Hassan Al Naboodah
Over the next week the UAE will pay tribute to Qasr Al Hosn, once the bedrock of culture and power on the island that would become Abu Dhabi.
But the capital's fort is not the only treasure hewn from coral and stone dotting the Emirates. From Al Jahili Fort in Al Ain to Al Hisn in Sharjah, the UAE has numerous examples of this early architecture.
Builders used a variety of materials to erect their castles.
In coastal areas they were built from sea stones, sandstone and locally grown palm tree wood, as well as certain kinds of wood imported from India and Africa, such as Rhizophora, known for its strength and durability.
In the mountains, stones, mud and local timber were used (though these forts were smaller than those in coastal areas).
In oases and desert areas, the constructing materials were mudstone and palm.
Each fort was unique in its layout and design, but they all consisted of similar features: an external wall that is relatively high, with cylindrical or square towers in some of its corners. The towers were given small loops at the top for gun use and surveillance.
In some castles, towers were two storeys with a circular ladder inside, more robust than other parts of the castle, as this was the first line of defence against attack.
Major castles often consisted of a large garden used for preparation for various events including weddings and celebrations.
There was often a well for water, and a majlis overlooking the yard, where the ruler received guests and delegations.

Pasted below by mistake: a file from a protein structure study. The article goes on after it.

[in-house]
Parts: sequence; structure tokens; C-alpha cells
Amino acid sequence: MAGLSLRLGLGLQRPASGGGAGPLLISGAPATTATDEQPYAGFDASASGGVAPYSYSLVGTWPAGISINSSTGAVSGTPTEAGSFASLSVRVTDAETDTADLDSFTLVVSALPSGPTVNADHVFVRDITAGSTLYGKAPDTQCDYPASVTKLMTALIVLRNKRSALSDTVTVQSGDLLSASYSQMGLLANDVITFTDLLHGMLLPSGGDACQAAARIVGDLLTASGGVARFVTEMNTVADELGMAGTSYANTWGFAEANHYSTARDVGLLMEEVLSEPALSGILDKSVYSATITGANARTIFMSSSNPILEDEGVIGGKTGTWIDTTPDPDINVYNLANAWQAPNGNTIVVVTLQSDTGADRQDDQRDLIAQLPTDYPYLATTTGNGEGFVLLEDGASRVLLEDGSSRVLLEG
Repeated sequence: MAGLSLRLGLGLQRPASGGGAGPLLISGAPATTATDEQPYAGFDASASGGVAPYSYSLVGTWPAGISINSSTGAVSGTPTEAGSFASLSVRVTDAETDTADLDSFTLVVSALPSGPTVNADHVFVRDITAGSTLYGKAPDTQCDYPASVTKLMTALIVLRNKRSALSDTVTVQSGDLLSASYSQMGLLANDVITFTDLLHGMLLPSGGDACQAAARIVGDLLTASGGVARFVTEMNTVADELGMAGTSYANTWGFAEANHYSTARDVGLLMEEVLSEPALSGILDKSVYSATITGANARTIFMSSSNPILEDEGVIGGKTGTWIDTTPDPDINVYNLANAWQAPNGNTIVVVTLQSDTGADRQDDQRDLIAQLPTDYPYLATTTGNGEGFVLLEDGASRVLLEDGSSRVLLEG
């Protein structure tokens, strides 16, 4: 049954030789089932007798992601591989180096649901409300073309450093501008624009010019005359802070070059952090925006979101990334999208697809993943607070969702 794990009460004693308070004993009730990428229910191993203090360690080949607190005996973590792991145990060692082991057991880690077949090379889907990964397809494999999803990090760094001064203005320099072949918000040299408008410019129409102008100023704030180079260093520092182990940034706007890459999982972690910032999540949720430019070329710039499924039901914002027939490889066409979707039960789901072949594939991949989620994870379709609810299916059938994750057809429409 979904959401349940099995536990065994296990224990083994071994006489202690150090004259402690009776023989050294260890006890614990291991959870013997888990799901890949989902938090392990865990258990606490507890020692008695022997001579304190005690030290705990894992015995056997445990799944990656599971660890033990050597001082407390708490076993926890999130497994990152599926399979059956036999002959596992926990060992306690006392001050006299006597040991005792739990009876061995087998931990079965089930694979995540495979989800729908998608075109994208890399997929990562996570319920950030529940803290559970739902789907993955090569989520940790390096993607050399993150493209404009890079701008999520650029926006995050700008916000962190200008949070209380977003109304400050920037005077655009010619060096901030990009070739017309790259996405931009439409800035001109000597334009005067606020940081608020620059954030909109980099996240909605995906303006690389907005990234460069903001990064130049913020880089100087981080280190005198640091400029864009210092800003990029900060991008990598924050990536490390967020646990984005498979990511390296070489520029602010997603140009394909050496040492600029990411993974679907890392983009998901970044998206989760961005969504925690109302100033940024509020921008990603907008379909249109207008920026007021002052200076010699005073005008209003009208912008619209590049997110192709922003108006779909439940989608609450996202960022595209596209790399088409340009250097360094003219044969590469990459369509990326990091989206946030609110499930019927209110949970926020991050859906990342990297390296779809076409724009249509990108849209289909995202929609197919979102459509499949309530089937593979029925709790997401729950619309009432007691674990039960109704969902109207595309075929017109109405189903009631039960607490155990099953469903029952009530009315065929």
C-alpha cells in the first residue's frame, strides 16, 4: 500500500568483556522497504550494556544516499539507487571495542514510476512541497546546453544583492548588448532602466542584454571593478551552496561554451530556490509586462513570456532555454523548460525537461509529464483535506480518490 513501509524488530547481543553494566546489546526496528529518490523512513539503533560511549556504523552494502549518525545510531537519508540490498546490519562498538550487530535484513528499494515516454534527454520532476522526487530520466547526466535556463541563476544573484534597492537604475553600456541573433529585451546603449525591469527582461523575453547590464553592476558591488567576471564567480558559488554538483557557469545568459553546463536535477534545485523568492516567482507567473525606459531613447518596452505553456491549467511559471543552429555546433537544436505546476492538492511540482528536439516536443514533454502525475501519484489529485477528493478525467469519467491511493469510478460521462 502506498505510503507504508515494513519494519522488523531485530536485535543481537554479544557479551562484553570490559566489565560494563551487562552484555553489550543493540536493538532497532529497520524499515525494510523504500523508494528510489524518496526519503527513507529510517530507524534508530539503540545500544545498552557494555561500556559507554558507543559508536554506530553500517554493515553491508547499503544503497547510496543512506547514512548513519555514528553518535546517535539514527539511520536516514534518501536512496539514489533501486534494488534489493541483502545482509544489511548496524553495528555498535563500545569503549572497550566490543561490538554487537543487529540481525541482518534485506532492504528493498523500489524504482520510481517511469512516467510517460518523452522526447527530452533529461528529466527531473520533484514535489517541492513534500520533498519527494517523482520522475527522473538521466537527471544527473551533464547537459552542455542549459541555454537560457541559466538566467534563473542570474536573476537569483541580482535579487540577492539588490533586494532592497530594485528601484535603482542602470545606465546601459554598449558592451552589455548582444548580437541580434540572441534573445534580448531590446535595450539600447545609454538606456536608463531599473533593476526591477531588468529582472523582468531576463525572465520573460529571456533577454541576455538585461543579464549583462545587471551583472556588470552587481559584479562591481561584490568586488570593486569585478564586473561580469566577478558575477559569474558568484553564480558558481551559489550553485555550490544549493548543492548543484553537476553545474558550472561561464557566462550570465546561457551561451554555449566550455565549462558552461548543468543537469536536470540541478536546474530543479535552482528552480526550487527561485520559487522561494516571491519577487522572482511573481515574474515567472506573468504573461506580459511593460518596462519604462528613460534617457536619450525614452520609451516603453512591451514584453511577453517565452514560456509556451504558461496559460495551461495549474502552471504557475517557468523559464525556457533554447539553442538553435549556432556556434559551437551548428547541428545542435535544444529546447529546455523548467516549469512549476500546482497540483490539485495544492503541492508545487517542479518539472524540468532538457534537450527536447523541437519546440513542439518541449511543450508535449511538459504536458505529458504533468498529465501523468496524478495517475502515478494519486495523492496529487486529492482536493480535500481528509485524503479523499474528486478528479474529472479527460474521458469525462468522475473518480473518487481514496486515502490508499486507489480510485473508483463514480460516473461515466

On the opposite side there would be a building surrounded by a wall less thick than the castle wall, containing a number of medium-sized rooms inhabited by the members of the Ruler's family. Each had simple openings to allow air and sunlight in.
Built using local materials these rooms were uniquely suited to stay cool in summer, warm in winter.
Castles and fortresses had a major role in various aspects of life.
They were places for social and political interaction; the Ruler would meet members of the community to check on and consult with them. They were also used as rest houses for travelling dignitaries and tribal sheikhs.
Many watchtowers were located on the coast overlooking the Arabian Gulf, especially in the Northern Emirates.
Circular or square-shaped, these structures were constructed to keep a watch for coming ships, to provide protection for cities and prevent an enemy advance during a war.
Each of these edifices has its own story proudly recounted by one generation to the next.
Thus, they have a vital role today in promoting UAE civilisation. They are, like Qasr Al Hosn, a crucial part of local architectural heritage. Each must be preserved and retained in its finest shape.
Dr Hassan Al Naboodah is the dean of libraries at UAE University in Al Ain